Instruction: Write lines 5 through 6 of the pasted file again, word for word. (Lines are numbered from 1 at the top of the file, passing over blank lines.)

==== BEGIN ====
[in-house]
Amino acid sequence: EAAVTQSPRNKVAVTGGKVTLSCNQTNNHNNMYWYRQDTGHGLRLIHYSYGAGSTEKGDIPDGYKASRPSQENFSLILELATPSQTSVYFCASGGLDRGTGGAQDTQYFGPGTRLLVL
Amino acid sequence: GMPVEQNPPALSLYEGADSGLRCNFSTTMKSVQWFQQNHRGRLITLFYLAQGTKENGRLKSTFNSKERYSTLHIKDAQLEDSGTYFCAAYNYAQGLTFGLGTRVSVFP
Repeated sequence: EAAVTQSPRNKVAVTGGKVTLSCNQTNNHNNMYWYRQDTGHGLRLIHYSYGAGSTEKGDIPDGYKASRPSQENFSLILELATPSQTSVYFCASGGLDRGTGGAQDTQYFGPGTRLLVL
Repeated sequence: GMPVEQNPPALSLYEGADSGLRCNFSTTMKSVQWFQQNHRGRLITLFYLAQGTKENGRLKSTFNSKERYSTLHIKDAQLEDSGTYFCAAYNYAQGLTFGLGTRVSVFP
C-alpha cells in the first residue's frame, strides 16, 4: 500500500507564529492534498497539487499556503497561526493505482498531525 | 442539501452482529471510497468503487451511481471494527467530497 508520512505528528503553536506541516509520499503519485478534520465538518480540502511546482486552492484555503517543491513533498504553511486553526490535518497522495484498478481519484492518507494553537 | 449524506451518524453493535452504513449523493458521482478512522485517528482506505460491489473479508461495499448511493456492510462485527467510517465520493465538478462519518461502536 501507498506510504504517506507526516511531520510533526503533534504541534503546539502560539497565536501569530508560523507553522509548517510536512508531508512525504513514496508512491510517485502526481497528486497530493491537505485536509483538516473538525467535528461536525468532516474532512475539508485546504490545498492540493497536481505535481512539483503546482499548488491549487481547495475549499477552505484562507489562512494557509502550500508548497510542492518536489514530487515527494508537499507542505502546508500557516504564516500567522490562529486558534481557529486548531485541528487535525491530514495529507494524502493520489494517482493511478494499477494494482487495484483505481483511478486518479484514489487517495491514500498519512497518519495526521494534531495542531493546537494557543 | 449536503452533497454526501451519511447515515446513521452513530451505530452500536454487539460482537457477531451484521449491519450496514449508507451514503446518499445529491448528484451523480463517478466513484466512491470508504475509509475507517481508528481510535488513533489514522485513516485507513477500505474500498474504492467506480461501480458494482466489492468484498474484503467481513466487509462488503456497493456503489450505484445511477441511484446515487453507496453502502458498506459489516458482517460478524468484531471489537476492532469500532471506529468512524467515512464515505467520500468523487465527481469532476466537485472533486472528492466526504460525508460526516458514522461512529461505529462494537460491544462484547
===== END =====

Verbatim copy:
Repeated sequence: GMPVEQNPPALSLYEGADSGLRCNFSTTMKSVQWFQQNHRGRLITLFYLAQGTKENGRLKSTFNSKERYSTLHIKDAQLEDSGTYFCAAYNYAQGLTFGLGTRVSVFP
C-alpha cells in the first residue's frame, strides 16, 4: 500500500507564529492534498497539487499556503497561526493505482498531525 | 442539501452482529471510497468503487451511481471494527467530497 508520512505528528503553536506541516509520499503519485478534520465538518480540502511546482486552492484555503517543491513533498504553511486553526490535518497522495484498478481519484492518507494553537 | 449524506451518524453493535452504513449523493458521482478512522485517528482506505460491489473479508461495499448511493456492510462485527467510517465520493465538478462519518461502536 501507498506510504504517506507526516511531520510533526503533534504541534503546539502560539497565536501569530508560523507553522509548517510536512508531508512525504513514496508512491510517485502526481497528486497530493491537505485536509483538516473538525467535528461536525468532516474532512475539508485546504490545498492540493497536481505535481512539483503546482499548488491549487481547495475549499477552505484562507489562512494557509502550500508548497510542492518536489514530487515527494508537499507542505502546508500557516504564516500567522490562529486558534481557529486548531485541528487535525491530514495529507494524502493520489494517482493511478494499477494494482487495484483505481483511478486518479484514489487517495491514500498519512497518519495526521494534531495542531493546537494557543 | 449536503452533497454526501451519511447515515446513521452513530451505530452500536454487539460482537457477531451484521449491519450496514449508507451514503446518499445529491448528484451523480463517478466513484466512491470508504475509509475507517481508528481510535488513533489514522485513516485507513477500505474500498474504492467506480461501480458494482466489492468484498474484503467481513466487509462488503456497493456503489450505484445511477441511484446515487453507496453502502458498506459489516458482517460478524468484531471489537476492532469500532471506529468512524467515512464515505467520500468523487465527481469532476466537485472533486472528492466526504460525508460526516458514522461512529461505529462494537460491544462484547